The so-called international control, set up by jealous governments to check the scramble for political advantage, resembles as much as anything a bandage wrapped around all the fingers of a hand, to prevent any one finger from acting independently; and the result is what might be expected — numbness and exasperation. Even international sports, conceived in the spirit of friendliness, develop into international rivalry, as instanced when an English crowd applauds the bad strokes of an American golfer, or an American crowd hisses an alien contestant — extreme instances, but neither rare nor on the wane.

Material standards, of whatever kind, inevitably lead to quarreling and chaos, because the standards in themselves are false. And nothing can be gained by calling black white, or by taking the result of false premises and trying to force it into more convenient shape. Dame Partington trying to sweep back the Atlantic with a broom, was acting no more illogically than the nations, the classes, the mobs and the dogmatists who seem disposed to strive forever to offstand Karma. In fact, she was wiser than they; for she made her experiment on a scale on which her finite human mind might grasp the absurdity of the attempt.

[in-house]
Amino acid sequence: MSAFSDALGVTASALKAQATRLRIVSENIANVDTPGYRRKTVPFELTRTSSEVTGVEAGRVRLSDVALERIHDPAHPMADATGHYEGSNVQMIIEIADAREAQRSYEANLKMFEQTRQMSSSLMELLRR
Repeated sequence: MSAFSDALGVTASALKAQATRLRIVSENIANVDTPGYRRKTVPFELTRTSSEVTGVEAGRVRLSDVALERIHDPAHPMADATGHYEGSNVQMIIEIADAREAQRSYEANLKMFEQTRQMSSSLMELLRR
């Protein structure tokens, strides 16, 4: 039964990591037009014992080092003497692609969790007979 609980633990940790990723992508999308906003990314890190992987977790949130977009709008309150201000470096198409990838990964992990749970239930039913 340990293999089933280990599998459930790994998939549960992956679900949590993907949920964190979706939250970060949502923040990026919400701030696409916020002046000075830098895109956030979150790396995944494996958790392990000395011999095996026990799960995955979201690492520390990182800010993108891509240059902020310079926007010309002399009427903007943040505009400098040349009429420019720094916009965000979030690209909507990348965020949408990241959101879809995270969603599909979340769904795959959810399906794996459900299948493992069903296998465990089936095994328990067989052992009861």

Truth is universal. Consequently all its proofs, if apparent at all, are universally apparent — as apparent in a bowl of water as in one drop of the same fluid or in an ocean. And it is easier for us to take the middle way, that our senses can grasp with least effort. There is no need to study drops under a microscope, or to sweep the vast expanse of the Pacific, in order to learn the elementary lessons of the Law. Its proofs, its demonstrations, its examples are all about us, in every move we make, in every sight we see, in every sound we hear. They always were; they always are; they always will be. There is no stage in our development as individuals, at which sufficient illustration of the Law as it applies to each one of us is not immediately at hand and comprehensible. It is impossible to invent a condition or a state of mind, out of which observance of the working of Universal Law can not, and will not, show a spirally progressive way.